“In Round 3, I had Brock, Dakota and Chad [Hartman] helping me on. Dakota was telling me to get it right, that I have a lot riding on it. I remember looking up and seeing Dakota there. He has always been that quieter guy but has really come out of his shell these last couple years. He has become one of my better friends in that locker room apart from the guys I am always going with.”

“Brock was there giving me a hand, pulling my rope and I made sure I was there giving him and hand. Coy has been riding lights out the last two weeks. Nobody hotter honestly right now. It’s super good to see considering how many old injuries he had, he is coming into his own. He is someone I have competed against and with since I was 14. We have always been next to each other through this whole ride.”

“Seeing all the camaraderie in this locker room is great,” Tetz continued. “Everyone wants everyone to do good, but still if you are 88, they want to be 89. That is what it boils down to, and it’s awesome to be a part of a locker room like that.”

As for what is next for the Calgary native, he says he will be making a run at qualifying for the PBR World Finals in 2023. 

“I want to qualify for the World Finals,” Tetz said without hesitation. “I don’t think I will be in much of a title hunt being a shorter season now, and I might still be getting used to the caliber of bulls down there, but I think qualifying for the World Finals is something that is attainable. I think it would be a good starting block down there. The other thing would be to go back-to-back in PBR Canada. I would be open to PBR Teams, but we just have to see how it goes come July.”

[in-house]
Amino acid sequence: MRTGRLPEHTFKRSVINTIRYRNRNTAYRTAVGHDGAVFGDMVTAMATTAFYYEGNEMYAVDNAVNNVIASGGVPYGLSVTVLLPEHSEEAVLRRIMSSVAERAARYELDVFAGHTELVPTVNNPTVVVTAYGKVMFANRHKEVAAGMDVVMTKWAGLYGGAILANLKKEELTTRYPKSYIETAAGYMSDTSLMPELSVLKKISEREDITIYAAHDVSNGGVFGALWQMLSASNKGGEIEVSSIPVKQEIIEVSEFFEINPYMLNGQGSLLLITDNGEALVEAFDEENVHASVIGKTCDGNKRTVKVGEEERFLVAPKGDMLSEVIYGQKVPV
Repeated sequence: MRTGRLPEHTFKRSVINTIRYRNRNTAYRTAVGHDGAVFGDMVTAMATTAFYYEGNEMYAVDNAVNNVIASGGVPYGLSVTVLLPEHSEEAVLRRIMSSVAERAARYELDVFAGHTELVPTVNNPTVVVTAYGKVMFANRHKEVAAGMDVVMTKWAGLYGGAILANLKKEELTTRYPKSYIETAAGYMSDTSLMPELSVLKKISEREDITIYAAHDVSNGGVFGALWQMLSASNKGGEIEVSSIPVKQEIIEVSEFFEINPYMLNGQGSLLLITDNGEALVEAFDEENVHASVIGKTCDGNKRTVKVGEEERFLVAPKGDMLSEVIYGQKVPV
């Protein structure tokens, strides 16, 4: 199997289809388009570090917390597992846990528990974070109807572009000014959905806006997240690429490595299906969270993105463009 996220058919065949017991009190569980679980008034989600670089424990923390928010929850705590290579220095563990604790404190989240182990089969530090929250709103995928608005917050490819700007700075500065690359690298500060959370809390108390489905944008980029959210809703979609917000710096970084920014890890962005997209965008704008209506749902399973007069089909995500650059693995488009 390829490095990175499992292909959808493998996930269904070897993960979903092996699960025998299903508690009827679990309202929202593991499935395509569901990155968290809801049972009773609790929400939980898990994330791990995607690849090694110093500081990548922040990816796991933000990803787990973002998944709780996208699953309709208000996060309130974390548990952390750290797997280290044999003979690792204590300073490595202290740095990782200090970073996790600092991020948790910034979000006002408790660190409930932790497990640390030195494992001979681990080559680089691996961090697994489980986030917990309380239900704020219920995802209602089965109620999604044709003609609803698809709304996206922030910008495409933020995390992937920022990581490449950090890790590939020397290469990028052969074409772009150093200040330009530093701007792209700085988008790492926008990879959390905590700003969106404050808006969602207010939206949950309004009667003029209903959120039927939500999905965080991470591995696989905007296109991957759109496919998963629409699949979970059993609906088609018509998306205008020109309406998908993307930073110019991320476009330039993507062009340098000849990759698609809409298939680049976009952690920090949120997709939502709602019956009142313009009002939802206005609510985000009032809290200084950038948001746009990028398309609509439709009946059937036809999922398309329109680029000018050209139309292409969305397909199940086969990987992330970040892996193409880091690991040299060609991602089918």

When asked what kind of PBR Canada Champion he wants to be, and how he wants to carry the flag of defending title holder going into 2023, Tetz said he wants to bridge the generational gap and be an example for those his age and younger of what they can achieve in the sport of bull riding. 

“The NFP Podcast had Cooper Davis on,” Tetz began. “They were talking about when Cooper Davis won the title in 2016 and Tanner [Byrne] was talking about rolling with him. After he won it, Tanner said he realized that he could be a World Champion too, because his own traveling partner won the thing. That ran through my head a little bit. I am thinking of the guys I am rolling with -- Tyler Craig, Dawson Shannon, Ashton Sahli -- all those friends of mine, friends I have had since I was 15. Making them realize that if Nick can do this, we can do this. There is no reason we can’t go after and accomplish this same thing too.”

“I always want everybody to know that I am all about good vibes,” Tetz concluded. “It’s about having fun, let the bull riding take care of itself, and being a good person out of the arena too. Being friendly to everyone, being available for everyone, because you don’t really know what someone might be going through and a little chat might just make their day that much better.